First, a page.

*Parents.

    *Waiting on repairmen who call fifteen minutes after 5 pm and tell me they will be here tomorrow. And, it will be sometime between 8 am and 4 pm….again.

    *Ordering unsweetened tea and having tea wth artifcial sweetener in it brought to me. Then, the confused friend, waitress, person tells me it is just some-brand-name artificial sweetener. I have to keep repeating I prefer unsweeted tea. “It has no sugar.” Then, I say I do not like the sweet taste. “Well, it is artificial sweetener.” I really like the taste of plain tea. “Ohhhh, you don’t like sugar?” How many ways can you tell a person you want plain tea? At any church, civic, friend function, I have to go through this. I am the one who looks ridiculous continually saying, finally, “I don’t like…” Ordering unsweetened tea should be all that is necessary. Rejecting and sending back multiple times irks me. Even when I go up and request my own tea, I am faced with pitchers, jugs, jars of tea with multiple sweeteners. Plain tea is a mystery, even when it is plainly labeled and sitting on the serving table. I try to mind my manners and never say I “don’t like” anything. I try to say “I prefer” or “No, thank you.” (Seriously, sweetened tea makes me gag.)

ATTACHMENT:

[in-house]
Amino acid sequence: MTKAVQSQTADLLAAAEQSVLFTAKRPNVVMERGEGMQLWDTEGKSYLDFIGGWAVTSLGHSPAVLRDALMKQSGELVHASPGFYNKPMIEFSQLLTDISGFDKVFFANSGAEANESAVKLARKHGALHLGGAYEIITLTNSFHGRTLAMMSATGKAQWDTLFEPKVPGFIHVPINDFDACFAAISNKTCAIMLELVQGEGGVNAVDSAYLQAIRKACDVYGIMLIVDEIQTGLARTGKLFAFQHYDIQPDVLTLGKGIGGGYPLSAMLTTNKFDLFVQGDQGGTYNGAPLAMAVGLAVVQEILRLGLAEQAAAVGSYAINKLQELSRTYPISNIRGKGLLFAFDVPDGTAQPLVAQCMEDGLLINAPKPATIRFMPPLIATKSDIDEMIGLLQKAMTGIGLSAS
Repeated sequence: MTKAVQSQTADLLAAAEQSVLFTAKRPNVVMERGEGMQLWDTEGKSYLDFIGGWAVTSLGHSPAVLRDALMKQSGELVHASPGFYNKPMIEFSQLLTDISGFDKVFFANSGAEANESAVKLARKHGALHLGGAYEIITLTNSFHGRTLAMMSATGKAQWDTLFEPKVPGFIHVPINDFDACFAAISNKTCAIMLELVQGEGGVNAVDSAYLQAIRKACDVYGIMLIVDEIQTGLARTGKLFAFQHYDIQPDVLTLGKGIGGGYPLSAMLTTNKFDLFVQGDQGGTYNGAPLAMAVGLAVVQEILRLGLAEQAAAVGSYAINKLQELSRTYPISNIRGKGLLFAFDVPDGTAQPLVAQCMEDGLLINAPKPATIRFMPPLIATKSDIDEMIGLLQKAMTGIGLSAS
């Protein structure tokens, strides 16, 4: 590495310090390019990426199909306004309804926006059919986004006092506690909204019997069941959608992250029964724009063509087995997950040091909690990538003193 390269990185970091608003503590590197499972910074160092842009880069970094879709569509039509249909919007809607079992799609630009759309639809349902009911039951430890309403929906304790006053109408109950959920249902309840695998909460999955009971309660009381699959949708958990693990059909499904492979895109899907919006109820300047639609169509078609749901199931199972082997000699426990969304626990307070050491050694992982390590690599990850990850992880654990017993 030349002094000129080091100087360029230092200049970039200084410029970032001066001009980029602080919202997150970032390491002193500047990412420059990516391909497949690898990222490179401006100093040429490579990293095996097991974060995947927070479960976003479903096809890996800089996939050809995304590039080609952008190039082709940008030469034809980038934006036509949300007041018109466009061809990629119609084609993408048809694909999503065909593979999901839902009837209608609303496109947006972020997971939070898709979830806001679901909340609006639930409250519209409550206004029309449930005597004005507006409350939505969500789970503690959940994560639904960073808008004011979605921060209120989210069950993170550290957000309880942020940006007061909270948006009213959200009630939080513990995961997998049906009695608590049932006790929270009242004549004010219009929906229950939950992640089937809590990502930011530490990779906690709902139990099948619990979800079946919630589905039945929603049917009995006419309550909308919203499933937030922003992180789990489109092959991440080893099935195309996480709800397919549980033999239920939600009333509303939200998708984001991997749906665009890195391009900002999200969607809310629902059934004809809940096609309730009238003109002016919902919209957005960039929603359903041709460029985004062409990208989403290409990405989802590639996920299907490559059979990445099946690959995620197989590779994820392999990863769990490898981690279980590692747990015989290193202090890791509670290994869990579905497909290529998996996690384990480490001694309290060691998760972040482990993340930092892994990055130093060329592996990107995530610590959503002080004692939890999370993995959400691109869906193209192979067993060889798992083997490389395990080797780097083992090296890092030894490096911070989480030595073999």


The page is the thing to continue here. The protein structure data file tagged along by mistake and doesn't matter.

*Trying to explain to people that “no, I don’t like sweets. I like chocolate.” Do not press white cake with white frosting on me, declaring that “yes, Linda, I have seen you eat chocolate, so I know you like sweets!”

    Okay, I have a food theme going here.

    This one is a biggie!
    *It irks me to go into a store to buy a flat shoe “sort of like the one I have on,” pick it out–black flats, T-strap or Mary Jane. and show it to them. Then, the person brings me a red pair of heels. Or, a strappy pair of turquoise sandals. Or, a brown boot. Finally, now I ask, “How it that black?” “It is November and you think sandals would be a timely purchase?” “Brown boots look like black shoes with straps?

    Ordering tea and buying flat, black Mary Janes or t-strap like I am wearing are my greatest trials in this life.